The third bucket you fill is equities. After the last few years, you may have decided that you are going to leave this bucket empty, but I encourage you to at least consider some allocation to an equity strategy. A diversified portfolio that includes equities has, over time, provided investors better annualized rates of return than bonds and certainly better returns than cash. Today, as we look at the very low yields bonds are providing and the almost zero return cash provides, the case for equities appears even stronger.

There are, however, caveats to filling the equity bucket. If you fill it, make sure that the strategy that you employ is one of broad diversification. Individual companies do go bankrupt in bad times (think GM) or become the victim of changing technology (think Borders). Additionally, don’t make a decision to buy equities because you think you can get out when times get treacherous. Trying to time the market has proven hazardous to many investors’ bottom lines. Studies show that individual investors drastically underperform the equity markets over market cycles because of two age old human problems: greed and fear. In scary times, investors sell their equities (sell low) and when things are going great, investors climb back on board (buy high).

Lastly, here are a few things to keep in mind when you are filling your investment buckets. If you are saving for retirement, you should not fill the bond bucket before starting the equity bucket. If you are targeting a 60% equity, 40% bond portfolio, for example, you should save into that allocation on a prorated basis. This allows you to take advantage of the movement of prices in both types of investments over time. If instead you are within five years of retirement, the Red Zone, you should begin actively building your cash and bond positions over the remaining time you are employed so that when you reach retirement, you have your desired retirement allocation in place.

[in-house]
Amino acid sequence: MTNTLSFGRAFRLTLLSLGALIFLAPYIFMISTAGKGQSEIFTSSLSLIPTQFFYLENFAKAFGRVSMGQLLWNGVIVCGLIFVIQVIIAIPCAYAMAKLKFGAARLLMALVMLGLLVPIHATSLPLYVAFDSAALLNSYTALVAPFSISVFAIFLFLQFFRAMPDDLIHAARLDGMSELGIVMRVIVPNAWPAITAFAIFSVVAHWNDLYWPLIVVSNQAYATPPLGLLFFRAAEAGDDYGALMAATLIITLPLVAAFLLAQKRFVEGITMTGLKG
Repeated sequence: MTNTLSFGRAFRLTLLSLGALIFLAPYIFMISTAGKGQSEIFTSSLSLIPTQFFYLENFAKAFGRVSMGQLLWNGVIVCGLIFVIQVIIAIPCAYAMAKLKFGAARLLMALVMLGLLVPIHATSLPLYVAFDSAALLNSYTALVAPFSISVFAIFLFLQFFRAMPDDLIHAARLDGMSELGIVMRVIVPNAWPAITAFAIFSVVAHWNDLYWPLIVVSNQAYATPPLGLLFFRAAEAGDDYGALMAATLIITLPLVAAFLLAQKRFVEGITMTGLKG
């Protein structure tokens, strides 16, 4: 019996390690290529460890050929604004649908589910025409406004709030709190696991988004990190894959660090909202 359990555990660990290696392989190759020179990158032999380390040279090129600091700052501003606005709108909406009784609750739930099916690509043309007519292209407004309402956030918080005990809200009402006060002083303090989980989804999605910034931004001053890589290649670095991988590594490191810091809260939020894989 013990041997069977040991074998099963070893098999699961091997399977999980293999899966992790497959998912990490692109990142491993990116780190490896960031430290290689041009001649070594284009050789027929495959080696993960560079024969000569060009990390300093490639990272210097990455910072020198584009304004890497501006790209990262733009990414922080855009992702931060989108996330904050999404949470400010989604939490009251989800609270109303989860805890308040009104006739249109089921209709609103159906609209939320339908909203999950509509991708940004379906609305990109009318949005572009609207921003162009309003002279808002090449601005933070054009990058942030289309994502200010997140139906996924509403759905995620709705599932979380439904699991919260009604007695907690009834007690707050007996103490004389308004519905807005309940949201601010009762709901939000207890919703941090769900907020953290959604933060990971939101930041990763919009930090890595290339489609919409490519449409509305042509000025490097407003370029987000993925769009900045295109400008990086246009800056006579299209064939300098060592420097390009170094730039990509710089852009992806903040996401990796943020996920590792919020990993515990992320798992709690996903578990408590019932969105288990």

Next week, we will wrap up this series with: Evaluate Your Strategy Annually or Earlier if Cash Flow Needs Change.

Did you miss Parts I, II, or III? Review all articles from the "Hang in There" series.

© 2011 Schneider Downs. All rights-reserved. All content on this site is property of Schneider Downs unless otherwise noted and should not be used without written permission.

This advice is not intended or written to be used for, and it cannot be used for, the purpose of avoiding any federal tax penalties that may be imposed, or for promoting, marketing or recommending to another person, any tax related matter.

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Material discussed is meant for informational purposes only, and it is not to be construed as investment, tax, or legal advice. Please note that individual situations can vary. Therefore, this information should be relied upon when coordinated with individual professional advice.

© 2018 Schneider Downs. All rights-reserved. All content on this site is property of Schneider Downs unless otherwise noted and should not be used without written permission.